A FEW OTHER EVENTS FOR
- Happy birthday Stephen King (The Girl Who Loved Tom Gordon), Hans Wilhelm (Iâ€™ll Always Love You), Robin L. LaFevers (Theodosia and the Serpents of Choas) and Hazel Edwards (Stickybeak).
- Itâ€™s the birth date of H. G. Wells (1866-1946), The War of the Worlds, Taro Yashima (1908-1994) Crow Boy, Umbrella, and Alexander Key (1904-1979), Escape to Witch Mountain.
- In 1897 the New York Sun runs an editorial response to a girlâ€™s letter about the existence of a Jolly Man in Red. Read Yes, Virginia, There Is a Santa Claus by Frances P. Church, illustrated by Joel Spector.
- In 1981, Sandra Day Oâ€™Connor becomes first woman to serve as an U.S. Supreme Court Justice. She also wrote the semi-autobiographical picture book Finding Susie, illustrated by Tom Pohrt.
- Itâ€™s World Alzheimerâ€™s Day. Read The Graduation of Jake Moon by Barbara Park, and Figuring Out Frances by Gina Willner-Pardo.
- The United Nations has declared today an International Day of Peace. Read Peace One Day by Jeremy Gilley and Karen Blessen.
On September 21, 1937, a childrenâ€™s book appeared in England that, like other English classics such as Stevensonâ€™s Treasure Island, Potterâ€™s Peter Rabbit, or Grahameâ€™s Wind and the Willows, began as a story told to a specific child. Actually, the idea of the book came when the author, correcting 286 school exams, found a blank page in one of them. He wrote simply â€śIn a hole in the ground there lived a hobbit,â€ť and then J.R.R. Tolkien set out to discover what hobbits actually were. He started telling his three sons stories about a small being with furry feet, creatures of small imagination but great courage, the kind of courage he had seen in the trenches in World War I. In the story, Bilbo Baggins, a comfort-loving hero, sets out from his home with a band of dwarfs to seek the treasure guarded by a dangerous, fire-breathing dragon. Over a period of nearly three years, Tolkien developed this unlikely heroâ€™s journey, crafting one of the greatest fantasies ever written.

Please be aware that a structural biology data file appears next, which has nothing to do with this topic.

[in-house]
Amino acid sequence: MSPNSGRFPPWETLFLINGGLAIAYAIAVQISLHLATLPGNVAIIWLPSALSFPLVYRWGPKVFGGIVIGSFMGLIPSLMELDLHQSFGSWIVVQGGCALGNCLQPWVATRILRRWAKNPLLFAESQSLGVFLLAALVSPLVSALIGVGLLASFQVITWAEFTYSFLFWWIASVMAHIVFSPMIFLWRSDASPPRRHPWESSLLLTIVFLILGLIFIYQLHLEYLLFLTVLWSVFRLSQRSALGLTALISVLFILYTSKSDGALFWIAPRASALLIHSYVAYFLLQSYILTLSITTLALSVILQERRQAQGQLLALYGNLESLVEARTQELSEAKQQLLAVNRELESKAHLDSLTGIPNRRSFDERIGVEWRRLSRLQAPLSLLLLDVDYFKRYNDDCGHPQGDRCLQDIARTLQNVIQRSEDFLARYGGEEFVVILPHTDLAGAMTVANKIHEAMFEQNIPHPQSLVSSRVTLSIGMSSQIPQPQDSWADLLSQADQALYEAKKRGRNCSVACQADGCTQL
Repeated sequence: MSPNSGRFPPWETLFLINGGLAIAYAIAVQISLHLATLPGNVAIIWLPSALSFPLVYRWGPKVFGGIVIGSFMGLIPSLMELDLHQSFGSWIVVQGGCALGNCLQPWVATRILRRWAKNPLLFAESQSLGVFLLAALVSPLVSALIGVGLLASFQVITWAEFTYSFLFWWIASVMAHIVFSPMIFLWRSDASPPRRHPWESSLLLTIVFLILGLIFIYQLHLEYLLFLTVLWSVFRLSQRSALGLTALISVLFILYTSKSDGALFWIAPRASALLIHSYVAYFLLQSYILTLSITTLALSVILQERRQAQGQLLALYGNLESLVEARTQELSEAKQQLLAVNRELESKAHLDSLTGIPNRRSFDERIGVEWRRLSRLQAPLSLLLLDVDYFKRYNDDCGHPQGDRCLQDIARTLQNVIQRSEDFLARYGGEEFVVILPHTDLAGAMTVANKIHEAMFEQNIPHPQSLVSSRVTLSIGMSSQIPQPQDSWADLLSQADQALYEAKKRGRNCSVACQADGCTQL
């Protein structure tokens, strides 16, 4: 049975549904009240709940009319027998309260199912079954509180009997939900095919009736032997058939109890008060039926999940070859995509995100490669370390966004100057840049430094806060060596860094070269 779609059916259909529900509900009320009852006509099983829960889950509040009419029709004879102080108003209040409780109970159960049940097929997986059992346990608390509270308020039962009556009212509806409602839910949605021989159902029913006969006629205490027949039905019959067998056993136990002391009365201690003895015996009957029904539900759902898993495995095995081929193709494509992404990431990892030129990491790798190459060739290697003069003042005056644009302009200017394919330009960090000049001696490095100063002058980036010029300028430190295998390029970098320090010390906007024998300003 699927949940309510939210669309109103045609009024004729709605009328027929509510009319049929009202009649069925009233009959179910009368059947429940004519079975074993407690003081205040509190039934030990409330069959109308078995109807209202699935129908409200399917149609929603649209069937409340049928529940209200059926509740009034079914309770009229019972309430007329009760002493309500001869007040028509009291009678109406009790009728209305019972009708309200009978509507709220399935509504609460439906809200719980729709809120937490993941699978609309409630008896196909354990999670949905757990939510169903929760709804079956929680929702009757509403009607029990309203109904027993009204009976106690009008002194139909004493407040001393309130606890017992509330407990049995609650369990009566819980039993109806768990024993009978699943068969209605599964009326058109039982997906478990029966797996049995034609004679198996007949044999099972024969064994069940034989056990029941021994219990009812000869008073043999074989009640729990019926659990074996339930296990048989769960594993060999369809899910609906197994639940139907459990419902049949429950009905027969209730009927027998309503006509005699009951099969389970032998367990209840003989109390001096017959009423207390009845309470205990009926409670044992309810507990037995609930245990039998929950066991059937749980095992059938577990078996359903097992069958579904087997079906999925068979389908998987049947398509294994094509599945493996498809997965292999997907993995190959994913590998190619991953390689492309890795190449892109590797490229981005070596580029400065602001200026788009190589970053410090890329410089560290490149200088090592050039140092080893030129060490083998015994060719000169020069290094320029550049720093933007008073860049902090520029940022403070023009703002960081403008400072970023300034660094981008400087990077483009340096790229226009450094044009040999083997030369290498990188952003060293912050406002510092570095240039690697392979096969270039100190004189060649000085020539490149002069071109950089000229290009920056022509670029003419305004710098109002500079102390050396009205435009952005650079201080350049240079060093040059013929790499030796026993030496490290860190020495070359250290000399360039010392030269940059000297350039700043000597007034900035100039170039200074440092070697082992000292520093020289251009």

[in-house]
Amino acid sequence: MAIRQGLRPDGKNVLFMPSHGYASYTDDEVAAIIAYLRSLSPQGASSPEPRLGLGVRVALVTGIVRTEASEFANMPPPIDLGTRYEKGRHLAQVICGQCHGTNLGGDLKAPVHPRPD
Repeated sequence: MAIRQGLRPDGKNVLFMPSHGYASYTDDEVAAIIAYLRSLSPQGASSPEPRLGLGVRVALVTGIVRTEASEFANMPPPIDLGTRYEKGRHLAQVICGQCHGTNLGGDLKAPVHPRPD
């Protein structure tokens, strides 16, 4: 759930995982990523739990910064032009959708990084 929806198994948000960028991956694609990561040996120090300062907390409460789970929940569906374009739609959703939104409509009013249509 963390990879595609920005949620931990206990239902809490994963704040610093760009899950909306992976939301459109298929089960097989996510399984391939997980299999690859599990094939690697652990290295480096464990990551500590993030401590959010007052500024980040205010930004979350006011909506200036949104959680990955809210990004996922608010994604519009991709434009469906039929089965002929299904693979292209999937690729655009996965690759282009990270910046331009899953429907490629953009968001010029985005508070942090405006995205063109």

The Hobbit experienced a charmed life in terms of publication. Even before Tolkien had finished the book, the editors at Allyn and Unwin knew of its existence and pursued the author. Raynor Unwin, the ten-year-old son of the chairman of the firm, was paid a shilling for reading the manuscript and giving his opinion. He wrote what is believed to be the first childrenâ€™s response to the book: â€śThis book with the help of maps does not need any illustrationsâ€¦it is good and should appeal to all children between the ages of 5 to 9.â€ť Obviously, young Raynor thought himself a bit superior to the contents, which might be best appreciated by younger children. Today The Hobbit usually gets classified as a novel for children ages ten through fourteen. Tolkien himself believed the book needed both maps and illustrations, and he also designed a book jacket decorated with runes, a language that he invented.
The book quickly became a bestseller in England, as well as in the United States when it appeared in 1938. A mere month after the publication, Stanley Unwin discussed the idea of a sequel with the authorâ€”and Tolkien set to work. But it would not be until 1951 that he completed his thousand-page extension of these sages: the Lord of the Rings trilogy. At one point in The Hobbit, Gandalf the wizard says to Bilbo, â€śYou are a very fine person, Mr. Baggins, and I am very fond of you; but you are only quite a little fellow in a wide world after all.â€ť But this little fellow has found millions and millions of fans in the wide world since he first appeared seventy-four years ago.
Happy birthday The Hobbit. Thank you for reminding us that a small fellow, or child, can go on to do great things.
Hereâ€™s a passage from The Hobbit:
The hobbit was a very well-to-do hobbit, and his name was Baggins. The Bagginses have lived in the neighbourhood of The Hill for time out of mind, and people considered them very respectable, not only because they never had any adventures or did anything unexpected: you could tell what a Baggins would say on any question without the bother of asking him. This is a story of how a Baggins had an adventure, and found himself doing and saying things altogether unexpected. He may have lost the neighboursâ€™ respect, but he gainedâ€”well, you will see whether he gained anything in the end.
Originally posted September 21, 2011. Updated for .